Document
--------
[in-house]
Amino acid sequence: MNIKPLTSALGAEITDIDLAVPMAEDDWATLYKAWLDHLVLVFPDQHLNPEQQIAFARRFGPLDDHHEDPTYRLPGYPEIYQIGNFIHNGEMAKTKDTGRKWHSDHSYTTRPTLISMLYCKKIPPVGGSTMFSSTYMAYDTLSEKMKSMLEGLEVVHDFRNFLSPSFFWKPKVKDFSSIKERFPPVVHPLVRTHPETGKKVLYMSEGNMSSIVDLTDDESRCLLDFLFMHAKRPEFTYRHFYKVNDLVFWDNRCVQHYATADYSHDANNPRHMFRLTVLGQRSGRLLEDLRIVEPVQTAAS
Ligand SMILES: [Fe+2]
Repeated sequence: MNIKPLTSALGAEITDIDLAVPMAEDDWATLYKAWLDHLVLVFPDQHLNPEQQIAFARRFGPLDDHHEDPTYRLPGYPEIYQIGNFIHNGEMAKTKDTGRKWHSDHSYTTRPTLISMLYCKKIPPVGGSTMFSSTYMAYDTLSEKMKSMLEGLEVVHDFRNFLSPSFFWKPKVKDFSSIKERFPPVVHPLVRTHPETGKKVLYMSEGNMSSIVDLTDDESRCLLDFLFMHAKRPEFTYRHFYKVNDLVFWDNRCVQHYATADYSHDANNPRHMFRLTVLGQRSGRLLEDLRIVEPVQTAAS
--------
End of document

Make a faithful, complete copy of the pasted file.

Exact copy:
[in-house]
Amino acid sequence: MNIKPLTSALGAEITDIDLAVPMAEDDWATLYKAWLDHLVLVFPDQHLNPEQQIAFARRFGPLDDHHEDPTYRLPGYPEIYQIGNFIHNGEMAKTKDTGRKWHSDHSYTTRPTLISMLYCKKIPPVGGSTMFSSTYMAYDTLSEKMKSMLEGLEVVHDFRNFLSPSFFWKPKVKDFSSIKERFPPVVHPLVRTHPETGKKVLYMSEGNMSSIVDLTDDESRCLLDFLFMHAKRPEFTYRHFYKVNDLVFWDNRCVQHYATADYSHDANNPRHMFRLTVLGQRSGRLLEDLRIVEPVQTAAS
Ligand SMILES: [Fe+2]
Repeated sequence: MNIKPLTSALGAEITDIDLAVPMAEDDWATLYKAWLDHLVLVFPDQHLNPEQQIAFARRFGPLDDHHEDPTYRLPGYPEIYQIGNFIHNGEMAKTKDTGRKWHSDHSYTTRPTLISMLYCKKIPPVGGSTMFSSTYMAYDTLSEKMKSMLEGLEVVHDFRNFLSPSFFWKPKVKDFSSIKERFPPVVHPLVRTHPETGKKVLYMSEGNMSSIVDLTDDESRCLLDFLFMHAKRPEFTYRHFYKVNDLVFWDNRCVQHYATADYSHDANNPRHMFRLTVLGQRSGRLLEDLRIVEPVQTAAS